The restaurant sector hasn't exactly been a safe haven in the past few quarters as the winners have been separated from the losers in a big way. Del Frisco (NASDAQ:DFRG) is the latter and as you can see from the chart below, it has been punished severely over the past couple of years. DFRG certainly serves higher end dining customers and while that works some times, it very obviously doesn't work other times and DFRG has been struggling. Q3 earnings were out last week and the reaction from investors was generally positive. But was it because DFRG's results were that good or because expectations were very low?
Total revenue was up 4% during the quarter, a respectable number to be sure. But the problem is that the entire gain (and more) came from an increase in operating weeks. DFRG has more stores today than it did last year and those extra weeks afforded DFRG a higher level of revenue. When we look at comp sales, the figures are much, much worse.
The consolidated comp was -3% after another 1.2% loss in last year's Q3. That sort of stacked loss is really bearish and it means that not only can DFRG not figure out what's wrong, but the problem is getting worse. The negative comps were present at all three of its chains so it isn't even as though there is a source of strength somewhere. Further, if we look at traffic versus higher average ticket, the plot thickens.
Double Eagle saw a 3.1% gain in average ticket but traffic fell 6.8%. Sullivan's saw a 0.4% increase in average ticket but a 3.6% decrease in traffic. And Del Frisco's produced a 0.3% ticket gain and a 1.7% loss in traffic. The point of this is that the only reason DFRG's comp number wasn't significantly worse is because it boosted its average ticket. That's certainly a worthy goal but the fact that traffic is falling off a cliff is tremendously concerning.
The life blood of any restaurant or retailer is traffic because without it, nothing else matters. The fact that DFRG is seeing such massive losses in traffic has to worry the bulls because there is only so much any restaurant chain can do with respect to raising average ticket. At some point, it needs traffic but if Q3 is a guide, DFRG is a very long way away from achieving even flat traffic and that's very concerning to me.
Cost of sales and G&A expenses were both down materially against last year's Q3 but higher restaurant operating expenses spoiled the party for DFRG in Q3. Adjusted operating margins fell against last year's result and when a company has solidly negative comp sales, you'd expect nothing less. DFRG still has very nice unit margins around 20% and guided for around that same level for the full year but even still, it needs comps to move up because things like occupancy and labor costs are killing its margins. The gain in cost of sales was squandered as it saw deleveraging of operating expenses and that is going to continue to happen until DFRG addresses its negative comp sales.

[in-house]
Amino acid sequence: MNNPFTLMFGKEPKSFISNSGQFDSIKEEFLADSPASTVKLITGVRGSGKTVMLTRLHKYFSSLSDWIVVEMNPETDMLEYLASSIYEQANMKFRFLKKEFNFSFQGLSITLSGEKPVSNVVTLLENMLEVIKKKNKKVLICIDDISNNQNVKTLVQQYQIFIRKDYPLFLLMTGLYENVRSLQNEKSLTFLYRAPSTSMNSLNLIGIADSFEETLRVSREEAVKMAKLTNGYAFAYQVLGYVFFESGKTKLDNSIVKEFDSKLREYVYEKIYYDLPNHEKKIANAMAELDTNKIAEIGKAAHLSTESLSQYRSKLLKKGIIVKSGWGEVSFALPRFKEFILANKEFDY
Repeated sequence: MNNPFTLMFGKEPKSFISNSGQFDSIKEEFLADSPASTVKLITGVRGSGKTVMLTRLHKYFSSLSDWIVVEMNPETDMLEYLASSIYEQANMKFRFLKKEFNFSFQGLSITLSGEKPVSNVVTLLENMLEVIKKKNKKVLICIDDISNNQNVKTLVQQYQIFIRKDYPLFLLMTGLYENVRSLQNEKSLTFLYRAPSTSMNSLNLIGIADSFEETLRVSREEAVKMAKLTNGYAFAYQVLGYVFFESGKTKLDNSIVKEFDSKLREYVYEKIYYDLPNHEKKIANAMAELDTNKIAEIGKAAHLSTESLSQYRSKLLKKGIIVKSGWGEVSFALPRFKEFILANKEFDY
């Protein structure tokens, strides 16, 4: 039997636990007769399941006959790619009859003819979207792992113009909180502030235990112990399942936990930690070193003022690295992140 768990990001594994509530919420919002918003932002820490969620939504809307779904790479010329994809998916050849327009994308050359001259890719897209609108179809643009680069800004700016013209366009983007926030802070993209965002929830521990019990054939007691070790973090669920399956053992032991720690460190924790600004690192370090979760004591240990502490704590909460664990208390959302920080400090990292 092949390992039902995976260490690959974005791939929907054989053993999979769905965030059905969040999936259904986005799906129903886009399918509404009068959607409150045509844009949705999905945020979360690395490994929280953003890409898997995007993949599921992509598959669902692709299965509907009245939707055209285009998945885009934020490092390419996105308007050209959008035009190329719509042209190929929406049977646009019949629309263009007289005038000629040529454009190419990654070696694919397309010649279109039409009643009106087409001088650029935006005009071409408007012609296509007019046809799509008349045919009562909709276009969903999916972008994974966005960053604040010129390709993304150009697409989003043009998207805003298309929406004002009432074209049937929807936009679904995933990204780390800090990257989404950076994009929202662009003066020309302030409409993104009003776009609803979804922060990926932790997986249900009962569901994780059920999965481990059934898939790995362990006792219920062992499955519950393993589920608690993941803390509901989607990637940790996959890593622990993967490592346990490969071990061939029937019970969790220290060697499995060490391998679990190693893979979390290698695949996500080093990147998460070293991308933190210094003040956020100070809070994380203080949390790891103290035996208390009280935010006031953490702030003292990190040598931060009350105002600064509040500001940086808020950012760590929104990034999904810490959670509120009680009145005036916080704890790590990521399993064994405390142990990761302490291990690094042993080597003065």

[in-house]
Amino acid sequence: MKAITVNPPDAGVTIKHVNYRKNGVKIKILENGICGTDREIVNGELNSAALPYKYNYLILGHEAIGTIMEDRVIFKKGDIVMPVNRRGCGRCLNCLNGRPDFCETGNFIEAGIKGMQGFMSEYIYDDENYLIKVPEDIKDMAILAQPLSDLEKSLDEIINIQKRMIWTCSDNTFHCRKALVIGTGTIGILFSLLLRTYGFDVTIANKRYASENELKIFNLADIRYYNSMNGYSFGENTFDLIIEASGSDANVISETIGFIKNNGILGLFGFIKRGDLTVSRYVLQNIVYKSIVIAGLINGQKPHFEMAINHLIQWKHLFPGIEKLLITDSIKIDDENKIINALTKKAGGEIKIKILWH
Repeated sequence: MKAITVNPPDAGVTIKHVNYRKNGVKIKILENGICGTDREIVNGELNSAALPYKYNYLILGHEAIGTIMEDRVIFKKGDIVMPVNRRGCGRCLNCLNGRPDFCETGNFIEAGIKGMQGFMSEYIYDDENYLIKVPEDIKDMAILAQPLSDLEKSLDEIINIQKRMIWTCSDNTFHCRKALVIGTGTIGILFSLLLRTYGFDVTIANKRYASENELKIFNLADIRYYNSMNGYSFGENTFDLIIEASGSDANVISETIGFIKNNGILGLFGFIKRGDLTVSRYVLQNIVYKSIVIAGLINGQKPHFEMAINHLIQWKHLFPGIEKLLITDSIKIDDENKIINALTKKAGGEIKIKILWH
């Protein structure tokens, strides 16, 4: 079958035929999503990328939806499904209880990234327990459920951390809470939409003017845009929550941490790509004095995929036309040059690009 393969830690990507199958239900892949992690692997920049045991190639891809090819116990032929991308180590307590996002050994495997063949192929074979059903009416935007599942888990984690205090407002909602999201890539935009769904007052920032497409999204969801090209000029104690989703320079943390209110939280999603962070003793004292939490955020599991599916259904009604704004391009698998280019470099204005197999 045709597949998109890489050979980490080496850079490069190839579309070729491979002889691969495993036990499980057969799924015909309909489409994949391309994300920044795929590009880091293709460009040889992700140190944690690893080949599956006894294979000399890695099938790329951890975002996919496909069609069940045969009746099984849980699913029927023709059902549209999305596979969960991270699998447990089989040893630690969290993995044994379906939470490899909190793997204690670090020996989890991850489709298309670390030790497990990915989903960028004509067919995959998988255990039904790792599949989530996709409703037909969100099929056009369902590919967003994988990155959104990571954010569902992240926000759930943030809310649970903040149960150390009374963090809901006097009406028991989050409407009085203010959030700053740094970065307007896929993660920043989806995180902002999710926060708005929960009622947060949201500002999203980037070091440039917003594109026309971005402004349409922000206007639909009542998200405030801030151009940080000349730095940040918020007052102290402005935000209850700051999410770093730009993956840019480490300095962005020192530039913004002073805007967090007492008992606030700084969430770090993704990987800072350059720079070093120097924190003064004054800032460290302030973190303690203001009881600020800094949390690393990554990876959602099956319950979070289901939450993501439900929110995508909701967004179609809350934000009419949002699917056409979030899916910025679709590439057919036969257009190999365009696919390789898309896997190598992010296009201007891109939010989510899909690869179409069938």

After the rally we saw off of the report on Friday, DFRG is now going for 16.4 times this year's earnings. That's a little difficult for me to reconcile considering it has so many problems generating demand. Yes, unit margins are still strong and G&A costs were down in Q3. But higher labor and occupancy expenses aren't going to go away and the only way to leverage them down is via higher comp sales; more units cannot help here and in fact, may make it worse. But DFRG has a very obvious demand problem and I can't see paying more than 16 times earnings for it. If you want a restaurant stock there a lots of better choices than DFRG where we see solidly negative comp sales growth and no real catalysts for improvement.
DFRG is already trading near its lows so if it breaks the $12 level to the downside, I'll be there to short aggressively. Right now, we may see a bounce due to a better than expected report but remember that stepping over a very low bar doesn't make a stock a buy. I think DFRG is ultimately going to remain depressed at best or continue to fall at worst. This is not a healthy company and I don't want to be anywhere near this thing from the long side.
Disclosure: I/we have no positions in any stocks mentioned, and no plans to initiate any positions within the next 72 hours.
I wrote this article myself, and it expresses my own opinions. I am not receiving compensation for it (other than from Seeking Alpha). I have no business relationship with any company whose stock is mentioned in this article.